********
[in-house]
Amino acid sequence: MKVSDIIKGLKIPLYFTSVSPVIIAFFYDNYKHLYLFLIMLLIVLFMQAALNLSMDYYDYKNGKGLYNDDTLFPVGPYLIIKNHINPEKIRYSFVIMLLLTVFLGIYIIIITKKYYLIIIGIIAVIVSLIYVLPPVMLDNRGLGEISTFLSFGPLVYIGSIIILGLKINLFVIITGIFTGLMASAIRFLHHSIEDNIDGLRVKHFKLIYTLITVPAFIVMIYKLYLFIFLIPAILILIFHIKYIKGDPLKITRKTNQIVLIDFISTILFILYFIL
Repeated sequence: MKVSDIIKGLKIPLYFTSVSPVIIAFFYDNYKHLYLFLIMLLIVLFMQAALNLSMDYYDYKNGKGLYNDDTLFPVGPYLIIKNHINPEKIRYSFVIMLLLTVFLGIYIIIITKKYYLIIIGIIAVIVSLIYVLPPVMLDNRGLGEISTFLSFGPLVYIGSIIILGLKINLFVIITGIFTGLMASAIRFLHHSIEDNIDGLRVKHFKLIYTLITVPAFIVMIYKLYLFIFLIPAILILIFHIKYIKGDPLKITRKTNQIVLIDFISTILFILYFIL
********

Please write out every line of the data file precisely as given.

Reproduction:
[in-house]
Amino acid sequence: MKVSDIIKGLKIPLYFTSVSPVIIAFFYDNYKHLYLFLIMLLIVLFMQAALNLSMDYYDYKNGKGLYNDDTLFPVGPYLIIKNHINPEKIRYSFVIMLLLTVFLGIYIIIITKKYYLIIIGIIAVIVSLIYVLPPVMLDNRGLGEISTFLSFGPLVYIGSIIILGLKINLFVIITGIFTGLMASAIRFLHHSIEDNIDGLRVKHFKLIYTLITVPAFIVMIYKLYLFIFLIPAILILIFHIKYIKGDPLKITRKTNQIVLIDFISTILFILYFIL
Repeated sequence: MKVSDIIKGLKIPLYFTSVSPVIIAFFYDNYKHLYLFLIMLLIVLFMQAALNLSMDYYDYKNGKGLYNDDTLFPVGPYLIIKNHINPEKIRYSFVIMLLLTVFLGIYIIIITKKYYLIIIGIIAVIVSLIYVLPPVMLDNRGLGEISTFLSFGPLVYIGSIIILGLKINLFVIITGIFTGLMASAIRFLHHSIEDNIDGLRVKHFKLIYTLITVPAFIVMIYKLYLFIFLIPAILILIFHIKYIKGDPLKITRKTNQIVLIDFISTILFILYFIL